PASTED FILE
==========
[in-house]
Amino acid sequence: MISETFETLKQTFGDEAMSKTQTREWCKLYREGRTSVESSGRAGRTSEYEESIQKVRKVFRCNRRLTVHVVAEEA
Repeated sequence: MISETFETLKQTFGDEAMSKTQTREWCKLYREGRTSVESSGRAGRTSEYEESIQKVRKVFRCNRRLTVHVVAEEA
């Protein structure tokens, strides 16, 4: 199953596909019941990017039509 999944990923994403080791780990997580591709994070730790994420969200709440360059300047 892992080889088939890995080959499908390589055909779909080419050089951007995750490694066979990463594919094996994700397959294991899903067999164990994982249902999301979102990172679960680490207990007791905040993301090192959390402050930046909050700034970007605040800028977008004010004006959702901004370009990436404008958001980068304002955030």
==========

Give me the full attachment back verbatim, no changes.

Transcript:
[in-house]
Amino acid sequence: MISETFETLKQTFGDEAMSKTQTREWCKLYREGRTSVESSGRAGRTSEYEESIQKVRKVFRCNRRLTVHVVAEEA
Repeated sequence: MISETFETLKQTFGDEAMSKTQTREWCKLYREGRTSVESSGRAGRTSEYEESIQKVRKVFRCNRRLTVHVVAEEA
């Protein structure tokens, strides 16, 4: 199953596909019941990017039509 999944990923994403080791780990997580591709994070730790994420969200709440360059300047 892992080889088939890995080959499908390589055909779909080419050089951007995750490694066979990463594919094996994700397959294991899903067999164990994982249902999301979102990172679960680490207990007791905040993301090192959390402050930046909050700034970007605040800028977008004010004006959702901004370009990436404008958001980068304002955030």